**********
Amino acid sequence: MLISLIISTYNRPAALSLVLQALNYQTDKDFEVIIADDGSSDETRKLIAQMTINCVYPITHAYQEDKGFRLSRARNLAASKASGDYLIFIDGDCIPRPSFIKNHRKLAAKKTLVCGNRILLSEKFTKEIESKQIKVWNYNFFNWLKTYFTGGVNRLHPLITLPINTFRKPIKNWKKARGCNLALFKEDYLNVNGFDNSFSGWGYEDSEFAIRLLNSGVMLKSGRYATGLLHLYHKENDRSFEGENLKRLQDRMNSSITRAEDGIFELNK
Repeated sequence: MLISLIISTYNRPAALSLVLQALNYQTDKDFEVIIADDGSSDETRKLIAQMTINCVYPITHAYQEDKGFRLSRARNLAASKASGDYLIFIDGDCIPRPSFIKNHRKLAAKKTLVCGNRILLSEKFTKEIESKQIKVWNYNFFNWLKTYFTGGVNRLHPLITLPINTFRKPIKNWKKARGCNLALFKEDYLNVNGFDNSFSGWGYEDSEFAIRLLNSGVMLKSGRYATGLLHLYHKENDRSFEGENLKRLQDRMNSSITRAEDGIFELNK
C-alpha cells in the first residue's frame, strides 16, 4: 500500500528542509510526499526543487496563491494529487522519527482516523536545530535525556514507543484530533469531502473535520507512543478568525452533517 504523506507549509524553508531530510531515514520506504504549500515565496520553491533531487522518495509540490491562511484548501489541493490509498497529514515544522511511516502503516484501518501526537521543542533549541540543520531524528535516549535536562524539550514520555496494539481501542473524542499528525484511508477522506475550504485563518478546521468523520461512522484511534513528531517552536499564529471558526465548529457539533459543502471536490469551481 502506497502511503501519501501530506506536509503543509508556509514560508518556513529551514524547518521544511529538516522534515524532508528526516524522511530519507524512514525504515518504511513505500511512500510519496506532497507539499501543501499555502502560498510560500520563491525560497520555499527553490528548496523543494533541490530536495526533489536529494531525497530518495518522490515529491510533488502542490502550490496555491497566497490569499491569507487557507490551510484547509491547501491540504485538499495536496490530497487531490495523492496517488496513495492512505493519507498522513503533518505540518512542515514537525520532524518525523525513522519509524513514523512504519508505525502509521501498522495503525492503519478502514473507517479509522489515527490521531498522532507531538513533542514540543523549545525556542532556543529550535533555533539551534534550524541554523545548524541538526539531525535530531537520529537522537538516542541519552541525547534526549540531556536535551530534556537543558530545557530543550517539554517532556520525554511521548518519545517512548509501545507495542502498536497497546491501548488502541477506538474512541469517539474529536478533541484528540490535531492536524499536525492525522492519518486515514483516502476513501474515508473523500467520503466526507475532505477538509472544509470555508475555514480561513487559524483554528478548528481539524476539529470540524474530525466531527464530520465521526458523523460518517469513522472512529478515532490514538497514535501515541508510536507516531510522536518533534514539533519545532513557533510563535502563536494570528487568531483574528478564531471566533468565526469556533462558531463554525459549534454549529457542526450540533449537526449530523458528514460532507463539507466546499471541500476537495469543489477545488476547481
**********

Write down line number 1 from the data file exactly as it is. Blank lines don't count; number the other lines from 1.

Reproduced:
Amino acid sequence: MLISLIISTYNRPAALSLVLQALNYQTDKDFEVIIADDGSSDETRKLIAQMTINCVYPITHAYQEDKGFRLSRARNLAASKASGDYLIFIDGDCIPRPSFIKNHRKLAAKKTLVCGNRILLSEKFTKEIESKQIKVWNYNFFNWLKTYFTGGVNRLHPLITLPINTFRKPIKNWKKARGCNLALFKEDYLNVNGFDNSFSGWGYEDSEFAIRLLNSGVMLKSGRYATGLLHLYHKENDRSFEGENLKRLQDRMNSSITRAEDGIFELNK